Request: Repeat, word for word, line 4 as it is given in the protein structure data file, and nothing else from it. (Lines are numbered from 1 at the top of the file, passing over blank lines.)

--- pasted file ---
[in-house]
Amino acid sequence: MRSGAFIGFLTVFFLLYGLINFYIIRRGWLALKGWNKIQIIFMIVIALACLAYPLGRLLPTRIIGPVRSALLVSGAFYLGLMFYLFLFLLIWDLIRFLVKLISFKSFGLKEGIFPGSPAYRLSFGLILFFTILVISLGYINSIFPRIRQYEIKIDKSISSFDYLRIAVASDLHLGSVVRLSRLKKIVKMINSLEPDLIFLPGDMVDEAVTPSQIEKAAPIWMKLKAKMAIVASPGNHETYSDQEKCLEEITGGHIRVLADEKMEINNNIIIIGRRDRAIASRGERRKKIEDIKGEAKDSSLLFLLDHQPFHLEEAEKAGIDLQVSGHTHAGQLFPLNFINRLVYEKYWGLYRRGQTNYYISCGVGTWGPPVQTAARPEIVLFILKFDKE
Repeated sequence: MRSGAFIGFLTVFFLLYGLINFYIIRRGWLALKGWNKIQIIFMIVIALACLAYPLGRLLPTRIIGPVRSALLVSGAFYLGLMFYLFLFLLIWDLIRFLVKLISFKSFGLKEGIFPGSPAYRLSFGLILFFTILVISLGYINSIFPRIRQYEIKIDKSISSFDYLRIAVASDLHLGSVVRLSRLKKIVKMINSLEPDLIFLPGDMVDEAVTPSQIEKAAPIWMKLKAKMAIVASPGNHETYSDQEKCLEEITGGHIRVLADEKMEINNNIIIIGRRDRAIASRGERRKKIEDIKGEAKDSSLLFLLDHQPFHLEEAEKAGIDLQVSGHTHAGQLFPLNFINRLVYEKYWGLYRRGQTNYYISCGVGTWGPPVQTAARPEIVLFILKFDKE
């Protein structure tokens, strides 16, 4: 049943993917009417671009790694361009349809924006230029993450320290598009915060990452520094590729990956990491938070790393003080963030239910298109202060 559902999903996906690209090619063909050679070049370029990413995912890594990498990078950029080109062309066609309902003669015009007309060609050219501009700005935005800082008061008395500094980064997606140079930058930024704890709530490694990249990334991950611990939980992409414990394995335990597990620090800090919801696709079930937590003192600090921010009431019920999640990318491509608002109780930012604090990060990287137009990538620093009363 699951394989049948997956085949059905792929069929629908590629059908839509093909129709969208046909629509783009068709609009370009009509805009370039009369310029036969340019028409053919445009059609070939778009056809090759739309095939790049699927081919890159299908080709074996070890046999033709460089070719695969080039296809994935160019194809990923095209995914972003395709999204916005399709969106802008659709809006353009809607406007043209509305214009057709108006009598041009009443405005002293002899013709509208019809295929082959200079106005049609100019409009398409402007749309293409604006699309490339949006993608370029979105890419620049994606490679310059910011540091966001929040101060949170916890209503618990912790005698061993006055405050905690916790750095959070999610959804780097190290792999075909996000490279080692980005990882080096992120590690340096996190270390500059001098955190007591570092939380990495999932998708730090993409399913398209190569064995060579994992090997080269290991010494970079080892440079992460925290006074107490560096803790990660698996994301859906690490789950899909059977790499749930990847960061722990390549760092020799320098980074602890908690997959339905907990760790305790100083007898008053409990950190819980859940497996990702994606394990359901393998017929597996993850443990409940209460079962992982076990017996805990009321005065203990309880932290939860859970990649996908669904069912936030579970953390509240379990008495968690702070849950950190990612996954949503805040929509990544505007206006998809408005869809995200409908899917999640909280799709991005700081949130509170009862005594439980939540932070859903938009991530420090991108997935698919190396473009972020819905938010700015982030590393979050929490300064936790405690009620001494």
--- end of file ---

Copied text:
């Protein structure tokens, strides 16, 4: 049943993917009417671009790694361009349809924006230029993450320290598009915060990452520094590729990956990491938070790393003080963030239910298109202060 559902999903996906690209090619063909050679070049370029990413995912890594990498990078950029080109062309066609309902003669015009007309060609050219501009700005935005800082008061008395500094980064997606140079930058930024704890709530490694990249990334991950611990939980992409414990394995335990597990620090800090919801696709079930937590003192600090921010009431019920999640990318491509608002109780930012604090990060990287137009990538620093009363 699951394989049948997956085949059905792929069929629908590629059908839509093909129709969208046909629509783009068709609009370009009509805009370039009369310029036969340019028409053919445009059609070939778009056809090759739309095939790049699927081919890159299908080709074996070890046999033709460089070719695969080039296809994935160019194809990923095209995914972003395709999204916005399709969106802008659709809006353009809607406007043209509305214009057709108006009598041009009443405005002293002899013709509208019809295929082959200079106005049609100019409009398409402007749309293409604006699309490339949006993608370029979105890419620049994606490679310059910011540091966001929040101060949170916890209503618990912790005698061993006055405050905690916790750095959070999610959804780097190290792999075909996000490279080692980005990882080096992120590690340096996190270390500059001098955190007591570092939380990495999932998708730090993409399913398209190569064995060579994992090997080269290991010494970079080892440079992460925290006074107490560096803790990660698996994301859906690490789950899909059977790499749930990847960061722990390549760092020799320098980074602890908690997959339905907990760790305790100083007898008053409990950190819980859940497996990702994606394990359901393998017929597996993850443990409940209460079962992982076990017996805990009321005065203990309880932290939860859970990649996908669904069912936030579970953390509240379990008495968690702070849950950190990612996954949503805040929509990544505007206006998809408005869809995200409908899917999640909280799709991005700081949130509170009862005594439980939540932070859903938009991530420090991108997935698919190396473009972020819905938010700015982030590393979050929490300064936790405690009620001494």